Thinking back on several family visits to county fairs and similar outdoor events, Mary Ellen had to agree that this assessment was reasonable. She nodded.

“There was one there. We guessed later that Ritter von Schlitz had been hiding in that room, himself, after he escaped from the administration’s custody, and had provided for his own comforts. Wesley was still snoring—his snores are very nice, soft and smooth—so I used it. Then I sat down on the pallet next to him and said my morning prayers until he woke up. The pantry was orderly by then, and I have made myself stay orderly ever since because I know that it will please him, even though it is not always easy.”

“Is orderliness the only difference you have observed?”

“Well, there is another one. Wesley told me that he mostly says his prayers when he has a necktie on. But he doesn’t mind now that I say my prayers in bed ‘naked as a jaybird’ if I feel like it, so I don’t think it will be a problem, either. I pointed out to him that God should not mind. God sees everything, so surely it doesn’t matter to him if I am wearing clothes. He could look right through them if he wanted to, after all.”

“That is a very . . . interesting . . . practical application of the doctrine of divine omniscience,” Mary Ellen said. Personally, being a Methodist herself, she could fully understand Wes’ belief that the deity was best encountered on Sunday morning while appropriately dressed. “Are there any other significant differences?”


“Let’s move on to the section that covers planning for children, then.”

“I do not think we need to plan, except to arrange for Mrs. Kortney Pence to come and serve as my midwife, because I am almost certain that I am going to have a baby. But I have not told Wesley yet, because I want to be absolutely sure.”

“You have missed a period?”

“Two.” Clara beamed.

Mary Ellen mentally counted on her fingers the space of time from August to October and ended the counseling session ahead of schedule. Then she phoned Kortney, who attributed the whole sequence of events to pheromones.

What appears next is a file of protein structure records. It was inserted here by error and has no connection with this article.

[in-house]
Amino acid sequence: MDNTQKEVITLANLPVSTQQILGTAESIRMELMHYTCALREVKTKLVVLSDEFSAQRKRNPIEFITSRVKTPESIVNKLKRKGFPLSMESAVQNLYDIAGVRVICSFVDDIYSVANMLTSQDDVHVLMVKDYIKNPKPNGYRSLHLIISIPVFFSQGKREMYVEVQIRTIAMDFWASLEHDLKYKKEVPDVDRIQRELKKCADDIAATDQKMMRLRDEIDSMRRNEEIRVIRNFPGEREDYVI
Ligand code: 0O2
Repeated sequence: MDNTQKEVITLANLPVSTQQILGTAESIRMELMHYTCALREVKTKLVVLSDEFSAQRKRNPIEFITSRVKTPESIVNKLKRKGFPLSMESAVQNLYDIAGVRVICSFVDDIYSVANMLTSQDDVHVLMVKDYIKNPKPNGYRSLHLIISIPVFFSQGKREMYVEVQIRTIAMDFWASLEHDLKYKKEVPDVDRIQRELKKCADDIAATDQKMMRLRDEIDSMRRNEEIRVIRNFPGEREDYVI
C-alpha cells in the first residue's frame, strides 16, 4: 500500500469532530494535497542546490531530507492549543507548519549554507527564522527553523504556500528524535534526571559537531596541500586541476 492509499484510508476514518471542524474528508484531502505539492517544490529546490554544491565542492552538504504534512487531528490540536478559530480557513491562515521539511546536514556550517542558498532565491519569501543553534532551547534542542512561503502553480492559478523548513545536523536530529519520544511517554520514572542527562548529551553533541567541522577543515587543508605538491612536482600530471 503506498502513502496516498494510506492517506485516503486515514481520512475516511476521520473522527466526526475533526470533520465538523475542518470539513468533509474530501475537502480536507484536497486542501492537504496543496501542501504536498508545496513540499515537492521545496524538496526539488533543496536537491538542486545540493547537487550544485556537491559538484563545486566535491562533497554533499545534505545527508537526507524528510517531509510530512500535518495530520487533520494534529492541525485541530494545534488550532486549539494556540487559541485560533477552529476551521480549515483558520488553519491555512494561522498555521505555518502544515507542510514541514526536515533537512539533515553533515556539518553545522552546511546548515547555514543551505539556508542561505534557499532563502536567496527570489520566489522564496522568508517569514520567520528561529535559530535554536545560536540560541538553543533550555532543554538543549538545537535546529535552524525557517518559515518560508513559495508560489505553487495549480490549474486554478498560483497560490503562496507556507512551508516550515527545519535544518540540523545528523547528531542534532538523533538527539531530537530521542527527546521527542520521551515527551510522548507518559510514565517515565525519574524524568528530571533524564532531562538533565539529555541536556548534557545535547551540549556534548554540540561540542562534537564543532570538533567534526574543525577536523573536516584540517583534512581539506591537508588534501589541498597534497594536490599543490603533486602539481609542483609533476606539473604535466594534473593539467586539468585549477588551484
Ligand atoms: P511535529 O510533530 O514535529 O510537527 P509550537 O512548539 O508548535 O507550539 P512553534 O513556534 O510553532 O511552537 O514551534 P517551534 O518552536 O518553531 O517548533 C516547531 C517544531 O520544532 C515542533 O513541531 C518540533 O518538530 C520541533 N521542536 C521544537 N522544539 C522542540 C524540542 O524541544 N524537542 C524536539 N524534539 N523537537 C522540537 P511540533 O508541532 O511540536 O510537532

“If Clara was ovulating at the very moment that this torturer threatened to pull Wes’ nuts off,” Kortney put it crudely, as Mary Ellen winced, “which it sounds like she must have been, then it’s no wonder that she went a bit off the deep end, considering how patiently she had been waiting for him to make another move since that Christmas party last year. Honestly, Mary Ellen, the way they were dancing, none of the rest of us would have been really surprised if he had hauled her into the cloak room and shut the door then and there, leaving the rest of us to eat the leftover hors d’oeuvres.”

Kortney giggled. “But he managed to let loose of her and deliver her back to Mom, who points out that ‘chaperone’ was not included in her job description when she went to Fulda. I said that it was probably under ‘such other duties as may from time to time be assigned.’ Anyway, according to Mom, he just kept on hovering, while every month Clara edged a bit nearer to menopause and cried herself quietly to sleep.”

A sound came over the phone. Mary Ellen thought that it was probably Kortney tapping her fingers on her desk. Then the voice resumed.

“She is down-time, Mary Ellen. Barrenness is still a stigma, here in 1634. She wants children so bad you can’t believe it. I admit that my explanation still leaves the deeper question of why her subconscious decided to broadcast the pheromones on a tight beam specifically at Wes Jenkins unexplained, but you’re the minister, so that’s your problem. I’m just a nurse. She wants children passionately, she wants them specifically from Wes, and when push came to shove, she did whatever was necessary for her to have them, I expect. That’s just the way it is.”

“Oh,” Mary Ellen said. “Well, then. Thanks, Kortney.”


“Did you finish your half of the marriage counseling session?” the Reverend Simon Jones asked.

“More or less. When you’re doing counseling with a widower and widow who already ‘married themselves to each other’ a couple of months ago, a lot of the usual content seems a bit superfluous. Or irrelevant.”

“And may we in good conscience extend them an ecclesiastical blessing, do you think?”

Mary Ellen looked at her husband, thinking that his tone of voice was not entirely ironic.

“Clara is perfectly willing to be nice and kind to her stepdaughters and their children. She was very anxious to assure me of that. Also that even though there was no prenuptial contract, she would never try to gain any unfair financial advantage for her own children, should she be fortunate enough to bear any. Lots of other stuff, equally conscientious.”

“None of which had any bearing on the crucial issue of whether she loves Wes Jenkins or just considers him a ‘good catch.’ Although I did ask him if she has been demanding and he said not.”

“Oh, Simon, don’t be such a grump. She does love him. She loved him for a long time before they married one another, according to all reports from Fulda. Andrea Hill told Kortney that it was perfectly obvious to anyone who bothered to look that they were quite taken with each other at first sight. The whole Grantville delegation over there has been trying to cheer them on for nearly a year.”